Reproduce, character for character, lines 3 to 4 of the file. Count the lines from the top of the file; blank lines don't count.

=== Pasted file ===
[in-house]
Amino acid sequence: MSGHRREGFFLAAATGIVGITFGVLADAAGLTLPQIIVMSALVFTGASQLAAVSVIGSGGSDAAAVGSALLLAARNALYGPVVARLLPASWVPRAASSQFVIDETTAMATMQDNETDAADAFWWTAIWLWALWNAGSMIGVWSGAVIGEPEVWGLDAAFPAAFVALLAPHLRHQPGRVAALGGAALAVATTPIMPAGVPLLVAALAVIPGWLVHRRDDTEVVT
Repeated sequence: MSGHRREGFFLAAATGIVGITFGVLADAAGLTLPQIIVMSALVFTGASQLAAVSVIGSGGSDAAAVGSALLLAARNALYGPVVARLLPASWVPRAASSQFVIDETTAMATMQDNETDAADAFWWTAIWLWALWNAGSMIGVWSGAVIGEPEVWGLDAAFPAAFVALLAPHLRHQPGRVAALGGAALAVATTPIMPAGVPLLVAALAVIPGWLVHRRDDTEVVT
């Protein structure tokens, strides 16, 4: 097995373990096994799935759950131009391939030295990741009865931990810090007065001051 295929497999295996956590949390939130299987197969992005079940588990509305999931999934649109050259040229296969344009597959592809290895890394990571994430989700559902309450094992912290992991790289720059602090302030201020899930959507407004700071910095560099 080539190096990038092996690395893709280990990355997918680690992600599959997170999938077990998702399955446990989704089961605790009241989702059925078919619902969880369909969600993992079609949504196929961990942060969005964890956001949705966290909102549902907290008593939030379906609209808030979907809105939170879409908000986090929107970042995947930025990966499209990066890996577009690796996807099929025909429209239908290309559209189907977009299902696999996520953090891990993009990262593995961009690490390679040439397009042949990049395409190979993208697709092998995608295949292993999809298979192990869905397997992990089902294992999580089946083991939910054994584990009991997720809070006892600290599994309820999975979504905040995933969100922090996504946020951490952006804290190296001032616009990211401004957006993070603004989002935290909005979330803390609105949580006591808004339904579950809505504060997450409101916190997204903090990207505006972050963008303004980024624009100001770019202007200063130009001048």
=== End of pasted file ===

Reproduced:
Repeated sequence: MSGHRREGFFLAAATGIVGITFGVLADAAGLTLPQIIVMSALVFTGASQLAAVSVIGSGGSDAAAVGSALLLAARNALYGPVVARLLPASWVPRAASSQFVIDETTAMATMQDNETDAADAFWWTAIWLWALWNAGSMIGVWSGAVIGEPEVWGLDAAFPAAFVALLAPHLRHQPGRVAALGGAALAVATTPIMPAGVPLLVAALAVIPGWLVHRRDDTEVVT
């Protein structure tokens, strides 16, 4: 097995373990096994799935759950131009391939030295990741009865931990810090007065001051 295929497999295996956590949390939130299987197969992005079940588990509305999931999934649109050259040229296969344009597959592809290895890394990571994430989700559902309450094992912290992991790289720059602090302030201020899930959507407004700071910095560099 080539190096990038092996690395893709280990990355997918680690992600599959997170999938077990998702399955446990989704089961605790009241989702059925078919619902969880369909969600993992079609949504196929961990942060969005964890956001949705966290909102549902907290008593939030379906609209808030979907809105939170879409908000986090929107970042995947930025990966499209990066890996577009690796996807099929025909429209239908290309559209189907977009299902696999996520953090891990993009990262593995961009690490390679040439397009042949990049395409190979993208697709092998995608295949292993999809298979192990869905397997992990089902294992999580089946083991939910054994584990009991997720809070006892600290599994309820999975979504905040995933969100922090996504946020951490952006804290190296001032616009990211401004957006993070603004989002935290909005979330803390609105949580006591808004339904579950809505504060997450409101916190997204903090990207505006972050963008303004980024624009100001770019202007200063130009001048």